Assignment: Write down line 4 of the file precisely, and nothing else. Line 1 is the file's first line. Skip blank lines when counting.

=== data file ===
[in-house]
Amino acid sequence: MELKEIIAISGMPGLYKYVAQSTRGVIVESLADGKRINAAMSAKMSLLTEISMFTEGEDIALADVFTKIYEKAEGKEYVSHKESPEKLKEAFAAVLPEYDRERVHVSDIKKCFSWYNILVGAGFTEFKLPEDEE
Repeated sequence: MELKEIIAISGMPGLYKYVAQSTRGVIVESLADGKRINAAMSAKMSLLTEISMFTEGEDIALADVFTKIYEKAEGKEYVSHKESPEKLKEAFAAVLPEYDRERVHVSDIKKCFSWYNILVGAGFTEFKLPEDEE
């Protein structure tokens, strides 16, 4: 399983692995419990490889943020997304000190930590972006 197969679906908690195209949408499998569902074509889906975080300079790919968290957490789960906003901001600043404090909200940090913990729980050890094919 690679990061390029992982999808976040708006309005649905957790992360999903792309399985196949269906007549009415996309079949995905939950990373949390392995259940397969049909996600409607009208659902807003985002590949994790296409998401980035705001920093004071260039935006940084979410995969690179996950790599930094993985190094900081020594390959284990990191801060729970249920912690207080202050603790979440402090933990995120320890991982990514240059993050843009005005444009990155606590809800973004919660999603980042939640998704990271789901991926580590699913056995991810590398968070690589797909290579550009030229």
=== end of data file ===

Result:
């Protein structure tokens, strides 16, 4: 399983692995419990490889943020997304000190930590972006 197969679906908690195209949408499998569902074509889906975080300079790919968290957490789960906003901001600043404090909200940090913990729980050890094919 690679990061390029992982999808976040708006309005649905957790992360999903792309399985196949269906007549009415996309079949995905939950990373949390392995259940397969049909996600409607009208659902807003985002590949994790296409998401980035705001920093004071260039935006940084979410995969690179996950790599930094993985190094900081020594390959284990990191801060729970249920912690207080202050603790979440402090933990995120320890991982990514240059993050843009005005444009990155606590809800973004919660999603980042939640998704990271789901991926580590699913056995991810590398968070690589797909290579550009030229």